Faculty pay plays a key role the University of Iowa’s strategic plan and in the metrics considered for its national ranking, and after a freeze last year compelled by cuts in state funding, UI administrators on Thursday announced raises for promoted tenure- or clinical-track faculty.
Per a new salary policy, all UI tenure- and clinical-track faculty promoted to associate professor now will receive a $4,000 boost to their annual pay, up from $2,500, according to the UI Office of Strategic Communication. Faculty on those tracks promoted to full professor will see a $6,000 bump, up from $3,500.
The new raise policy won’t take effect until July 1, 2020. It comes after UI President Bruce Harreld last year froze faculty raises for six months — from July to January — following deep state cuts and with questions looming about the Legislature’s continued support.
The university eventually thawed the freeze, but enacted a new budgeting model allowing colleges and departments to permanently shift their pay cycles to January, when they have a clearer picture of resources from tuition and state funding.
With the freeze still in effect, the university last fall dropped in the high-profile and often-touted U.S. News & World Report rankings — which consider faculty compensation among their metrics — from No. 31 to No. 38 among public universities and from No. 78 to No. 89 overall. It saw some improvement this fall, although not enough to make up the lost ground, gaining four spots to No. 34 among publics and five spots overall to No. 84.
In a statement Thursday, the university’s new Executive Vice President and Provost Montserrat Fuentes said her campus is committed to supporting “outstanding faculty” who advance the UI mission.
“Scholarship, research, and discovery are central to that mission, and tenure-track faculty, in particular, are key to achieving distinction in those areas,” Fuentes said in the statement. “This increase in promotional raises is a step in the right direction toward better recognizing faculty commitment to excellence, and it will help the university recruit in a very competitive environment.”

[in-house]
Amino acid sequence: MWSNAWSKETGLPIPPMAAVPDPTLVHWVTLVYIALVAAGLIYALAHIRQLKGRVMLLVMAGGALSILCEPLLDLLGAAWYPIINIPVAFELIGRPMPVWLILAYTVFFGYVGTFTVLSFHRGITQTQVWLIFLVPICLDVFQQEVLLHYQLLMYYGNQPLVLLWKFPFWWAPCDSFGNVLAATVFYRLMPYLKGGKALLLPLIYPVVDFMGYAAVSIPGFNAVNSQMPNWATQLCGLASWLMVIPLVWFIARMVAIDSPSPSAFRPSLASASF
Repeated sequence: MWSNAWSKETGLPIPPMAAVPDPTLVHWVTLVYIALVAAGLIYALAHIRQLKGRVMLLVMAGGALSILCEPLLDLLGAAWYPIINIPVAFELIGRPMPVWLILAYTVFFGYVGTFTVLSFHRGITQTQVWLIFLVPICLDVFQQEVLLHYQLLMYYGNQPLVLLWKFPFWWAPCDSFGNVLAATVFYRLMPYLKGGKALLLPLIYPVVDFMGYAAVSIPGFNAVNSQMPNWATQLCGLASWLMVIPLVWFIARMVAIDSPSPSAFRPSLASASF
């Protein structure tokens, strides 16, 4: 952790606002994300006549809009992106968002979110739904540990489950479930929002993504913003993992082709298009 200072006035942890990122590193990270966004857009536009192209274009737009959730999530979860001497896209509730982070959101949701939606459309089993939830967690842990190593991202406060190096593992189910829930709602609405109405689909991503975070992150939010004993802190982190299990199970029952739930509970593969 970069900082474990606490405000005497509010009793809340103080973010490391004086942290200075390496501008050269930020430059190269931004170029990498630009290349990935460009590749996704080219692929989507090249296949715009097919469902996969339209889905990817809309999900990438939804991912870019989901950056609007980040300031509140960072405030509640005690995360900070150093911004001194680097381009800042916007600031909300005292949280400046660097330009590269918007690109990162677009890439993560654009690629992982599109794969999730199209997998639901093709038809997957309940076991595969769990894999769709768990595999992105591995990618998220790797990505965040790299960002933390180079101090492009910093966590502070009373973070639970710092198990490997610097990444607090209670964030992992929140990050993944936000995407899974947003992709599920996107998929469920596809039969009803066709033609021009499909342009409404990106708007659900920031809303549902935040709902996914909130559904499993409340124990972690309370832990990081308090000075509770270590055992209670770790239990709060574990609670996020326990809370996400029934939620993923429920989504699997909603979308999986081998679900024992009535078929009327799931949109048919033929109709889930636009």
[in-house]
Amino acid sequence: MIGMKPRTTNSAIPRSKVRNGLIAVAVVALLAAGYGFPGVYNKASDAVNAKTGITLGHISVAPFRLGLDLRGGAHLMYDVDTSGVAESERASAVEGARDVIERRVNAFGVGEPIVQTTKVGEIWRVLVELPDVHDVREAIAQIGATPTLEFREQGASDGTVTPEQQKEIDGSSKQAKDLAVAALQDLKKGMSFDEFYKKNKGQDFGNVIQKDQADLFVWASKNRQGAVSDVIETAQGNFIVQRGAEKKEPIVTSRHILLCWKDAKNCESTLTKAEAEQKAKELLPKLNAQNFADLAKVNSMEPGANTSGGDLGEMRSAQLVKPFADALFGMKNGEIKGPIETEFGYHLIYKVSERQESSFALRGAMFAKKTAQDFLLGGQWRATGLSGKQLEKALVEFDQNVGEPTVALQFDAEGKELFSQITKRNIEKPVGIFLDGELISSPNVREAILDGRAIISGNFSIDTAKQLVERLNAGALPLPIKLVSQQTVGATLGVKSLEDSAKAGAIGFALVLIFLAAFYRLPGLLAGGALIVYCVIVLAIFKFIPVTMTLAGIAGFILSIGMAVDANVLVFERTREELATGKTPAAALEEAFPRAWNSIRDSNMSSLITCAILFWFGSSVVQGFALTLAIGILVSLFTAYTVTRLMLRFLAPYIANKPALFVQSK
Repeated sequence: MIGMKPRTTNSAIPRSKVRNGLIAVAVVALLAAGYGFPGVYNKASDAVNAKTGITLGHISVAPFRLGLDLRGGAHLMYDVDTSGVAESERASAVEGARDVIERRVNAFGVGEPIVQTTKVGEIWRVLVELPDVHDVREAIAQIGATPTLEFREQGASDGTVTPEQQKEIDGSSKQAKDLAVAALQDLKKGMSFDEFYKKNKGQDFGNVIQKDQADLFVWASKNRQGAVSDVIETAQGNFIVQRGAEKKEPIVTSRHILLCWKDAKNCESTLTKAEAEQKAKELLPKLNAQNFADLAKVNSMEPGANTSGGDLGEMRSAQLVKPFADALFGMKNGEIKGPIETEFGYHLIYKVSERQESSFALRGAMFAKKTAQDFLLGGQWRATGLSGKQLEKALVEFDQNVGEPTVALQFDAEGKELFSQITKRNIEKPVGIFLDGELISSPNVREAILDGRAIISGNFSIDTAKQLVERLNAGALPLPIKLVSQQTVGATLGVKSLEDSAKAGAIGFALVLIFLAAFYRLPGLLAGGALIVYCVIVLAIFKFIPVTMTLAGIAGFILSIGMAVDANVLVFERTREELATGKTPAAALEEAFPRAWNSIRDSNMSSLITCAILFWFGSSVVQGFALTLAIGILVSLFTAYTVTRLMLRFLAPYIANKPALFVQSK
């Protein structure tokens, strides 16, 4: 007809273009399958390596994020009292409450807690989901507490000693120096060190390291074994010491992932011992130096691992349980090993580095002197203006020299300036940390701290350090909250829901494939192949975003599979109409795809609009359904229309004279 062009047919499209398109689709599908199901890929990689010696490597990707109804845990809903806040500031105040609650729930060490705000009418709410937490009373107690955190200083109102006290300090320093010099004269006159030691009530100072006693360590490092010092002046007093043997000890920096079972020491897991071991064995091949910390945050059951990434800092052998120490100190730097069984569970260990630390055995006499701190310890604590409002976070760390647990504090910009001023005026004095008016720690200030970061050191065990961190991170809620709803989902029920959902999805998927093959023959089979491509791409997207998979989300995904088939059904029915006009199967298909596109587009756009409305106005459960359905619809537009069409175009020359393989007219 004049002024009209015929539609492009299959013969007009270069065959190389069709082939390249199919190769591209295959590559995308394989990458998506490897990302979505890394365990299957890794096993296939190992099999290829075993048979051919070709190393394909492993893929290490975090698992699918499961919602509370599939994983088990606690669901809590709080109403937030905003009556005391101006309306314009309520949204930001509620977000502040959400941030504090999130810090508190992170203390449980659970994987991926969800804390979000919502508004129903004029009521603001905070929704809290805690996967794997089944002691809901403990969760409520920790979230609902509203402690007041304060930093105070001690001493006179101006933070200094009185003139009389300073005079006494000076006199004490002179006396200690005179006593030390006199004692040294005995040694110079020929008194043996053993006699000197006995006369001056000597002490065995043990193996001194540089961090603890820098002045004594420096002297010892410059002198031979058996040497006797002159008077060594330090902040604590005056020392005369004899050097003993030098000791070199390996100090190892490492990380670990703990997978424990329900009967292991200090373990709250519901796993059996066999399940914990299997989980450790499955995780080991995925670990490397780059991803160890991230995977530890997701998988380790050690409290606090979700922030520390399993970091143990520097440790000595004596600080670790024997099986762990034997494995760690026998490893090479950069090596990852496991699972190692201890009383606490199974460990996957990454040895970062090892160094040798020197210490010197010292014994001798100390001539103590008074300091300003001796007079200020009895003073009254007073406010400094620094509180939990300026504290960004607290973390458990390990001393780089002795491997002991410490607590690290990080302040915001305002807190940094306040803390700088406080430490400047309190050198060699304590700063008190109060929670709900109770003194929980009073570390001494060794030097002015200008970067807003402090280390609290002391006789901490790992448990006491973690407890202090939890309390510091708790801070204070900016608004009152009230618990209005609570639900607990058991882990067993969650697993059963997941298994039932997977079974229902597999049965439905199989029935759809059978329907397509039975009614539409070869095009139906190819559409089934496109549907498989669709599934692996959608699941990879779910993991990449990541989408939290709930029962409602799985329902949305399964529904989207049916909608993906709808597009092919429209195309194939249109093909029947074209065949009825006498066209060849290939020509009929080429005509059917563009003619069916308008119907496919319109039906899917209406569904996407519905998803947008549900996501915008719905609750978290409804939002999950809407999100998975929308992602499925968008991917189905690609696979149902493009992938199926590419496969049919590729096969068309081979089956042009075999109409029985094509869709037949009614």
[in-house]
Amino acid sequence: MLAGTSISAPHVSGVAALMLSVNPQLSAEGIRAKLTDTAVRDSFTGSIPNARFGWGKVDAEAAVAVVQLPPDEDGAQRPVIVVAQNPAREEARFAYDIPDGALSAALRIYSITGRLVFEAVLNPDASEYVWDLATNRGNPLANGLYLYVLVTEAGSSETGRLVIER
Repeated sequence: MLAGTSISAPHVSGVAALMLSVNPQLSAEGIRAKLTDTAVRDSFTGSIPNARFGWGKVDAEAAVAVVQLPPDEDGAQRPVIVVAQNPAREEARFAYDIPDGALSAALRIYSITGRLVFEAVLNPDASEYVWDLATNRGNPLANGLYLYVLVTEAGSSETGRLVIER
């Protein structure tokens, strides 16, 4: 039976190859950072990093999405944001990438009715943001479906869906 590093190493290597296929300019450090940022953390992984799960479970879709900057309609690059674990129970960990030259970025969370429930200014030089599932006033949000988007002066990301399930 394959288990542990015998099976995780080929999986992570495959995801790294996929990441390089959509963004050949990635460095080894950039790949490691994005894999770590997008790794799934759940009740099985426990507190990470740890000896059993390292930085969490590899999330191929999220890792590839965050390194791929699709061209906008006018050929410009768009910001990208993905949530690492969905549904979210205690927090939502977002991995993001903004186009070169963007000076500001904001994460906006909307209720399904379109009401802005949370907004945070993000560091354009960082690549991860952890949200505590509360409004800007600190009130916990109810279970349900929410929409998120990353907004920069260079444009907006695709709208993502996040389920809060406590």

The university has experienced a string of high-profile faculty and administrative departures in the last few years. And its tenure- and tenure-track faculty totals have been declining, with non-tenure-track numbers surging.
Its 2018-19 tenure and tenure-track total was 1,496, down 11 percent from about 1,672 a decade earlier. Meanwhile, its 1,836 non-tenure-track total in the last academic year was up 40 percent from the 1,104 in 2008-09, according to state Board of Regents documents. A large chunk of those non-tenure-track faculty are clinical-track faculty, who are included in the university’s new promotion policy. In 2008, the university reported the full-time equivalent of 756 clinical-track faculty.
Other non-tenure-track faculty include lecturers, adjunct professors, and those on instructional and research tracks. Although they aren’t privy to the automatic raises afforded by the new policy, college and department heads can — per general practice across campus — award similar promotions to those they find deserving, according to UI officials.
In a statement, Harreld indicated heightened competition both for faculty and students today — and in the coming years — played a role in the promotion policy.
“Enrollment projections in the next decade show us that universities nationwide will be in closer competition with each other than ever before,” Harreld said in a statement.
In that faculty recruitment and retention is critical to the 2016-21 UI Strategic Plan, which was completed shortly after Harreld arrived in 2015, UI colleges in 2017 received $4.9 million to help raise average salaries for full-time tenured and tenure-track faculty.
“Our university’s new budget model has empowered college leadership with greater control over their funds,” Harreld said in his statement. “So it is more important than ever that we all work together to strengthen faculty support.”
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